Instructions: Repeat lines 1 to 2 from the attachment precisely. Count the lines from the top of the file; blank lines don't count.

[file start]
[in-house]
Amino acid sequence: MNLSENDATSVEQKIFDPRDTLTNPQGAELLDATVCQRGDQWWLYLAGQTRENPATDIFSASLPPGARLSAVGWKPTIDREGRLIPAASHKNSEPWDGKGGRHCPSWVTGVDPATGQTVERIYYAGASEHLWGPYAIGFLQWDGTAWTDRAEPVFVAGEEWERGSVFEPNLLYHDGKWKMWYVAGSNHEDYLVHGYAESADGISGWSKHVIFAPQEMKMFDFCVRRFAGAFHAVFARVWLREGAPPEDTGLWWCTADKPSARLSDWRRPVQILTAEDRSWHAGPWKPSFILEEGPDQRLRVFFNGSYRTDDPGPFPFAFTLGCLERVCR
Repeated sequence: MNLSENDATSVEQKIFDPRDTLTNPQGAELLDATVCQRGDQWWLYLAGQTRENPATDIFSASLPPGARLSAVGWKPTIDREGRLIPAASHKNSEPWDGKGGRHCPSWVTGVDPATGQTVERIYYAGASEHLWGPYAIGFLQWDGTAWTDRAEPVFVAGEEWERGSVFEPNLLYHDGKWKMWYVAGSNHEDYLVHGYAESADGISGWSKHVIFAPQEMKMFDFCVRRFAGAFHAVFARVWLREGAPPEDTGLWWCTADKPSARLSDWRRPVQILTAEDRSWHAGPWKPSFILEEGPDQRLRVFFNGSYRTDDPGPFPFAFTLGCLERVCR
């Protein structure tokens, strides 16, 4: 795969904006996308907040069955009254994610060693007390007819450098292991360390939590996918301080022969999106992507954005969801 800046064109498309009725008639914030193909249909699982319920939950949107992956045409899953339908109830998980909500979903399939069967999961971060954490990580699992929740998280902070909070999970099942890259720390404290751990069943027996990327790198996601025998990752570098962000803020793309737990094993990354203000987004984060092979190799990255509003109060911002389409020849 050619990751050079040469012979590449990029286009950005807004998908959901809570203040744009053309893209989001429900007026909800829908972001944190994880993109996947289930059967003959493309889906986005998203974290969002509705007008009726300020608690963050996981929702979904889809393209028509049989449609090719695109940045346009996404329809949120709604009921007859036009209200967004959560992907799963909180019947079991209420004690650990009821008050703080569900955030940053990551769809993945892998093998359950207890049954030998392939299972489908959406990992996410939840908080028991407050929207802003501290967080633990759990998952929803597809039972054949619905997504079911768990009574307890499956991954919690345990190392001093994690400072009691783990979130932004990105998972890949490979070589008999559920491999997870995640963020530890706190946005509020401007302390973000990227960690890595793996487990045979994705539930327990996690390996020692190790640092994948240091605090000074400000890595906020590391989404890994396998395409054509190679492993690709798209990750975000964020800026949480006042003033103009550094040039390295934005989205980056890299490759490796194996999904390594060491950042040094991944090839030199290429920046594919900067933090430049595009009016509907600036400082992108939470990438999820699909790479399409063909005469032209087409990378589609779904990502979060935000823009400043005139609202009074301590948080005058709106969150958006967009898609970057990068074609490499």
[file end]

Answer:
[in-house]
Amino acid sequence: MNLSENDATSVEQKIFDPRDTLTNPQGAELLDATVCQRGDQWWLYLAGQTRENPATDIFSASLPPGARLSAVGWKPTIDREGRLIPAASHKNSEPWDGKGGRHCPSWVTGVDPATGQTVERIYYAGASEHLWGPYAIGFLQWDGTAWTDRAEPVFVAGEEWERGSVFEPNLLYHDGKWKMWYVAGSNHEDYLVHGYAESADGISGWSKHVIFAPQEMKMFDFCVRRFAGAFHAVFARVWLREGAPPEDTGLWWCTADKPSARLSDWRRPVQILTAEDRSWHAGPWKPSFILEEGPDQRLRVFFNGSYRTDDPGPFPFAFTLGCLERVCR